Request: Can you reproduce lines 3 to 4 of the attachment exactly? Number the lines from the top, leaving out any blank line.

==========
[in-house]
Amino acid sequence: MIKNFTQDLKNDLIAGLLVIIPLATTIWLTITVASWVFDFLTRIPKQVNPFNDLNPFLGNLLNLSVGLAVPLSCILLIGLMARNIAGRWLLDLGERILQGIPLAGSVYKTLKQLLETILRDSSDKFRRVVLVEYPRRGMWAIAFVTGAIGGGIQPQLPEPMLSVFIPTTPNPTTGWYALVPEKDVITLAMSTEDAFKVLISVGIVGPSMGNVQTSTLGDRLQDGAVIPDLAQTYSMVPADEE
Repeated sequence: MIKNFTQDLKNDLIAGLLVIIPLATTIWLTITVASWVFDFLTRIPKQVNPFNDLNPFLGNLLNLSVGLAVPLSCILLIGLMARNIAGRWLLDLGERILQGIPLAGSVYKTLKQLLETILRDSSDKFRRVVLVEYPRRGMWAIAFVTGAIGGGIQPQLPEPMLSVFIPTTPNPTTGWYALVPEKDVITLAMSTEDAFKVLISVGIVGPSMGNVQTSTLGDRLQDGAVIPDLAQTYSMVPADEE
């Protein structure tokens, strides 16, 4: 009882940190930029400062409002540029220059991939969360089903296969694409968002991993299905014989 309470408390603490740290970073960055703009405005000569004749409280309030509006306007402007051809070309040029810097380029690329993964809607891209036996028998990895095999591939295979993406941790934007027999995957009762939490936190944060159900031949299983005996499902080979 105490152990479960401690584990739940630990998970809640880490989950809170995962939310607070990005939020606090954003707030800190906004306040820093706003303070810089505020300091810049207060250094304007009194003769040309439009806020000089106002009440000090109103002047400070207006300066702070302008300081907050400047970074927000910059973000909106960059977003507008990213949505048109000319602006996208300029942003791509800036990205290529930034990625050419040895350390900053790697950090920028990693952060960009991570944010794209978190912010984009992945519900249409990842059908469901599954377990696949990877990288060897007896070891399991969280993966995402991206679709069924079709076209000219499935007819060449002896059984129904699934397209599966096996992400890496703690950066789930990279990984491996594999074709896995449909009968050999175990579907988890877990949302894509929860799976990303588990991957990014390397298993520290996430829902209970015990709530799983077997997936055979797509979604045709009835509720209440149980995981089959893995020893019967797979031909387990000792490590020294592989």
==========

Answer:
Repeated sequence: MIKNFTQDLKNDLIAGLLVIIPLATTIWLTITVASWVFDFLTRIPKQVNPFNDLNPFLGNLLNLSVGLAVPLSCILLIGLMARNIAGRWLLDLGERILQGIPLAGSVYKTLKQLLETILRDSSDKFRRVVLVEYPRRGMWAIAFVTGAIGGGIQPQLPEPMLSVFIPTTPNPTTGWYALVPEKDVITLAMSTEDAFKVLISVGIVGPSMGNVQTSTLGDRLQDGAVIPDLAQTYSMVPADEE
């Protein structure tokens, strides 16, 4: 009882940190930029400062409002540029220059991939969360089903296969694409968002991993299905014989 309470408390603490740290970073960055703009405005000569004749409280309030509006306007402007051809070309040029810097380029690329993964809607891209036996028998990895095999591939295979993406941790934007027999995957009762939490936190944060159900031949299983005996499902080979 105490152990479960401690584990739940630990998970809640880490989950809170995962939310607070990005939020606090954003707030800190906004306040820093706003303070810089505020300091810049207060250094304007009194003769040309439009806020000089106002009440000090109103002047400070207006300066702070302008300081907050400047970074927000910059973000909106960059977003507008990213949505048109000319602006996208300029942003791509800036990205290529930034990625050419040895350390900053790697950090920028990693952060960009991570944010794209978190912010984009992945519900249409990842059908469901599954377990696949990877990288060897007896070891399991969280993966995402991206679709069924079709076209000219499935007819060449002896059984129904699934397209599966096996992400890496703690950066789930990279990984491996594999074709896995449909009968050999175990579907988890877990949302894509929860799976990303588990991957990014390397298993520290996430829902209970015990709530799983077997997936055979797509979604045709009835509720209440149980995981089959893995020893019967797979031909387990000792490590020294592989």